When Justin Morneau took over 1B for good in the middle of the 2004 season, I didn't just think that the Twins were sure to snap their drought of 30 HR seasons. That was certain to happen, based on the young slugger's 19 HR in just 280 AB that season. No, I figured the Twins were going to have their first 40 HR hitter since Harmon Killebrew. Though Morneau hit just .271/.340/.536, hardly the most slugtastic line we'd seen in that juiced-up period, his combined total between the Majors and AAA in 2004 was 41 HR in 568 AB. In Rochester, he'd been slugging close to 1.000. Surely, if he could accomplish that as a 23 year-old rookie, he was bound to repeat the feat soon in a full season for the Twins.
This May, Morneau will turn 29. Some would say he's already peaked. And his career averages with the stick are .280/.350/.501 - actually lower than what he put up in his rookie year - with about 30 HR/162 G. Most of the projections I've seen for his 2010 season so far have him hitting around that, but with improved OBP. PECOTA has him at .284/.372/.508 with 29 HR. After 5+ seasons and about 3500 PA, we should know what kind of player Morneau is, and that projection looks about right based on his career so far. He's a good 1B, not a great one.
But I still think of Morneau as a 40 HR guy who is underachieving. Why? Because, with the exception of a fluky 2008 in which more drives than usual found the top of the wall (leading to a career-high 47 2B, but only 23 HR), the guy has consistently put himself on pace through the first 2/3 of the season to hit 40 HR. Look at his numbers through the end of July from the last 4 seasons:
2006: .321/.364/.601, 28 HR
2007: .297/.363/.574, 28 HR
2008: .321/.396/.534, 18 HR
2009: .305/.390/.576, 26 HR
And remember, last year the season started a week later than the previous years. Give him a few days into August and it goes up to .301/.391/.589 with 28 HR.
So from the start of the season until the 1st of August, Morneau is a .311/.379/.570 hitter with 35-40 HR power. That's somebody who fits right in with Miguel Cabrera and Mark Teixeira. A great 1B.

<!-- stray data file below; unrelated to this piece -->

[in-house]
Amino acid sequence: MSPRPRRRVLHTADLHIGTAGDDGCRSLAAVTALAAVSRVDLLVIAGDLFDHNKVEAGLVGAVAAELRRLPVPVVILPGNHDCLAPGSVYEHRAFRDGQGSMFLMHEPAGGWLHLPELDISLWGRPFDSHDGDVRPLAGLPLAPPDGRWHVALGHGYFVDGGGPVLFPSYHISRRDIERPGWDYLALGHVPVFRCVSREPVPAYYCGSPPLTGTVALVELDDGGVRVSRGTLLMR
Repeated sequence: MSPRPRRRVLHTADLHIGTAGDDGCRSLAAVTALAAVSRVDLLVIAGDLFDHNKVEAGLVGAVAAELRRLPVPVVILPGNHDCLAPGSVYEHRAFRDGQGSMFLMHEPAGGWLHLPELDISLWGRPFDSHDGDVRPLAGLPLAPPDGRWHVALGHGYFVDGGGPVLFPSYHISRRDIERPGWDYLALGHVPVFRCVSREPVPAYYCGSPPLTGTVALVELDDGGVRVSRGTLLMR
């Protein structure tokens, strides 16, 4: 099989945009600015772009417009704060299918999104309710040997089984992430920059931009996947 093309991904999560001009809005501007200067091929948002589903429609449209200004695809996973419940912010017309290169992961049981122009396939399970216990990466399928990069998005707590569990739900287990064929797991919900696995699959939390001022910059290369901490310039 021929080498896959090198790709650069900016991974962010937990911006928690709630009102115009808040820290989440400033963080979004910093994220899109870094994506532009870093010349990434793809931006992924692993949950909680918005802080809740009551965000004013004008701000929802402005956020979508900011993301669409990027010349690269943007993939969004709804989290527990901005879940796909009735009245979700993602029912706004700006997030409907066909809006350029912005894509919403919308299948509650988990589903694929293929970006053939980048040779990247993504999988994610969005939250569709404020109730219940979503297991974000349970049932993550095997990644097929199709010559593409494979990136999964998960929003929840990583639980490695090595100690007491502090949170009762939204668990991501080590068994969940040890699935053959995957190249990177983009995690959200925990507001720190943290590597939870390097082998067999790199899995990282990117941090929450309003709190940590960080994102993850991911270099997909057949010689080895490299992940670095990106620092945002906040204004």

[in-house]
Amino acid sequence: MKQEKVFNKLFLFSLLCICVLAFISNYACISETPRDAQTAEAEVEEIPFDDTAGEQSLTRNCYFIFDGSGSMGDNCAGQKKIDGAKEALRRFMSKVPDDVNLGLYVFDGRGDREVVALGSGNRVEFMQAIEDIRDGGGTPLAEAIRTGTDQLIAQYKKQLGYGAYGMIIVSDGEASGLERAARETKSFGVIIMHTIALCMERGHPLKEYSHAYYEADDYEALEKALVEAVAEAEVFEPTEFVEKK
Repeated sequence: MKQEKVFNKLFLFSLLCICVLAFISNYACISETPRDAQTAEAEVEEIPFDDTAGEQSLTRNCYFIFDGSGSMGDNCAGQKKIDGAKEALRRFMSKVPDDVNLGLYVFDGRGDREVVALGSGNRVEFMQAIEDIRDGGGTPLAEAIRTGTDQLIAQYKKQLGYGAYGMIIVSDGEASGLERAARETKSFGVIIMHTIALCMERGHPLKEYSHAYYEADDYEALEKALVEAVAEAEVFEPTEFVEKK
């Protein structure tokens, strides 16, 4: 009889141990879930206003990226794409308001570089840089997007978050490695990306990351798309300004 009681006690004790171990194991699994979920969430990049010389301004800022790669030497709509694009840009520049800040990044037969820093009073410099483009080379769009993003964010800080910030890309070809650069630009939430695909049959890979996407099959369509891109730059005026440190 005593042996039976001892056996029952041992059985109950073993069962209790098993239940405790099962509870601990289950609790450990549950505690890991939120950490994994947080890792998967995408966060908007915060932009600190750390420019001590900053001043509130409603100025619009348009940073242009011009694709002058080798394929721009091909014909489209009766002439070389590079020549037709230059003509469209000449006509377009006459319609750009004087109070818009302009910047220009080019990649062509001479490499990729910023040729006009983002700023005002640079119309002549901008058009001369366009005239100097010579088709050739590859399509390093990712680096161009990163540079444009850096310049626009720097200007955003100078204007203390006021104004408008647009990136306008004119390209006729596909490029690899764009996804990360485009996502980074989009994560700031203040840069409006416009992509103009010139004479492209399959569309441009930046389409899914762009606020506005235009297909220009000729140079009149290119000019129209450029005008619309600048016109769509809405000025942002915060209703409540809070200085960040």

Unfortunately, once the calendar turns to August, things invariably go downhill. His combined line from August 1st on since 2006: .255/.334/.406 with 12-15 HR power. That's somebody who fits right in with Brendan Harris. If that's what you're getting from your 1B, you've got problems. And even that line is propped up a bit by his strong finish to 2006. Look at his BA over the last 4 seasons:
And then his OPS:
4 years of Aprils, Mays, Junes and Julys make 16 individual months. In just 2 of those months did Morneau have a BA below .250, and his OPS dipped below .750 in just one. But he failed to meet those thresholds in 5 of the 8 individual Augusts and Septembers over those seasons. Basically, that means Morneau is about 10 times more likely to hit poorly in the last 2 months of the season as he is in the first 4 months. And even in the 3 late-season months in which he didn't suck, he still wasn't hitting HR anywhere close to his early season pace. Look at what happens to his power:
His IsoP has been above .200 in 13 out of 16 months from April-July. But it's never been above .200 in August or September.
This isn't a matter of luck - variances in BABIP or the like. This is a systemic problem with Morneau himself. He runs out of gas before the season is over. He may have thought it was a problem with his conditioning. Maybe that's why he's trained so hard in the offseason, reported early to spring training, and showed up first thing in the morning to work on his hitting. But that regimen hasn't paid off. He still wore down over the course of 2008, playing all 163 games and fading badly enough down the stretch to cost the Twins the division and himself a 2nd MVP award. Then he arrived in game shape by mid-February 2009 so he could go off to play for Canada in the WBC (and hit quite well in their brief appearance). Though Gardy tried to give him more days off and at DH, Morneau still broke down by mid-August, when he missed a week, and finally shut things down 3 weeks before the end of the season.
Time to try a different approach. That's why reading these stories has given me new hope for Morneau in 2010. If he can adjust his training schedule so that he doesn't reach his previous mid-February shape until the first week of April, could that mean that he won't reach his early-August fatigue level until late September? What would it mean for the Twins if he could sustain that .311/.379/.570 line through the final 2 months of the season?
The PECOTA projection I gave above, combined with his typical, above-average defense, would be worth 3.9 WARP. His 80th percentile projection is for .306/.391/.577 with 38 HR. That season would be worth 5.8 WARP. If Morneau's lighter offseason workload can translate into a more consistent full season, it could mean 2 more wins for the Twins. And we all know from the last 2 seasons how far an extra couple of wins can take a team in the AL Central.